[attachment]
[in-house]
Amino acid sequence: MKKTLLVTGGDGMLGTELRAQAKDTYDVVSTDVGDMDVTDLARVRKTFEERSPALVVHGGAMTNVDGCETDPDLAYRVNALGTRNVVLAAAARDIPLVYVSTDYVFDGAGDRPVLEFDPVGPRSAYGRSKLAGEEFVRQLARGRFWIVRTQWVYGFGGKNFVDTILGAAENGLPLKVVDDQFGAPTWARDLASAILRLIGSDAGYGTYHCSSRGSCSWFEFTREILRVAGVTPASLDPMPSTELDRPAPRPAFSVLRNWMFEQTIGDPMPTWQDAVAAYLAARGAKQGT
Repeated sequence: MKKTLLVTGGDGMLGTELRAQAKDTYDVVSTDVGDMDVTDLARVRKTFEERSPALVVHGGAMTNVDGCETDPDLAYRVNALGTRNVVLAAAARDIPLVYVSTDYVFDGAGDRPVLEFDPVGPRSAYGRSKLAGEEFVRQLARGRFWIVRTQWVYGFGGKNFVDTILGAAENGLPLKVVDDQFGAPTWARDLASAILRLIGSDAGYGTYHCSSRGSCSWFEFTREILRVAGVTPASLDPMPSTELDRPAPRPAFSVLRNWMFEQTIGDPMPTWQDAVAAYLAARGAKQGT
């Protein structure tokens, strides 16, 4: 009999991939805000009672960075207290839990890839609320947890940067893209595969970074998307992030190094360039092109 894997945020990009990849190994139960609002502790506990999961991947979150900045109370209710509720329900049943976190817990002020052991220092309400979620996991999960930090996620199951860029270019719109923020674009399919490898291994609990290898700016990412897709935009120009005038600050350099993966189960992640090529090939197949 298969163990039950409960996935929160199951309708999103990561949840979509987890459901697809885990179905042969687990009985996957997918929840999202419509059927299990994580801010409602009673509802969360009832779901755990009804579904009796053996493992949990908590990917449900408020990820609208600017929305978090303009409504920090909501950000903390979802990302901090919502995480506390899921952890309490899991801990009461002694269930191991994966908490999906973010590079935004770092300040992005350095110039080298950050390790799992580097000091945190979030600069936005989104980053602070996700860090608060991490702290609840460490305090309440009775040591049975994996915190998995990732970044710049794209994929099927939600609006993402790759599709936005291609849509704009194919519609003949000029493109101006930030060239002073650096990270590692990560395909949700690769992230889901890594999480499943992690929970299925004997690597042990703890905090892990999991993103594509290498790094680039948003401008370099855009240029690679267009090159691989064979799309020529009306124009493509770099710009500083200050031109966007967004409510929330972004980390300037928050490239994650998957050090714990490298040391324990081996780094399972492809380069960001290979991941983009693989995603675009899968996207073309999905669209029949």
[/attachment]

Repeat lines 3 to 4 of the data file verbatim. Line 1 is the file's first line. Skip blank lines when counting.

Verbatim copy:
Repeated sequence: MKKTLLVTGGDGMLGTELRAQAKDTYDVVSTDVGDMDVTDLARVRKTFEERSPALVVHGGAMTNVDGCETDPDLAYRVNALGTRNVVLAAAARDIPLVYVSTDYVFDGAGDRPVLEFDPVGPRSAYGRSKLAGEEFVRQLARGRFWIVRTQWVYGFGGKNFVDTILGAAENGLPLKVVDDQFGAPTWARDLASAILRLIGSDAGYGTYHCSSRGSCSWFEFTREILRVAGVTPASLDPMPSTELDRPAPRPAFSVLRNWMFEQTIGDPMPTWQDAVAAYLAARGAKQGT
């Protein structure tokens, strides 16, 4: 009999991939805000009672960075207290839990890839609320947890940067893209595969970074998307992030190094360039092109 894997945020990009990849190994139960609002502790506990999961991947979150900045109370209710509720329900049943976190817990002020052991220092309400979620996991999960930090996620199951860029270019719109923020674009399919490898291994609990290898700016990412897709935009120009005038600050350099993966189960992640090529090939197949 298969163990039950409960996935929160199951309708999103990561949840979509987890459901697809885990179905042969687990009985996957997918929840999202419509059927299990994580801010409602009673509802969360009832779901755990009804579904009796053996493992949990908590990917449900408020990820609208600017929305978090303009409504920090909501950000903390979802990302901090919502995480506390899921952890309490899991801990009461002694269930191991994966908490999906973010590079935004770092300040992005350095110039080298950050390790799992580097000091945190979030600069936005989104980053602070996700860090608060991490702290609840460490305090309440009775040591049975994996915190998995990732970044710049794209994929099927939600609006993402790759599709936005291609849509704009194919519609003949000029493109101006930030060239002073650096990270590692990560395909949700690769992230889901890594999480499943992690929970299925004997690597042990703890905090892990999991993103594509290498790094680039948003401008370099855009240029690679267009090159691989064979799309020529009306124009493509770099710009500083200050031109966007967004409510929330972004980390300037928050490239994650998957050090714990490298040391324990081996780094399972492809380069960001290979991941983009693989995603675009899968996207073309999905669209029949």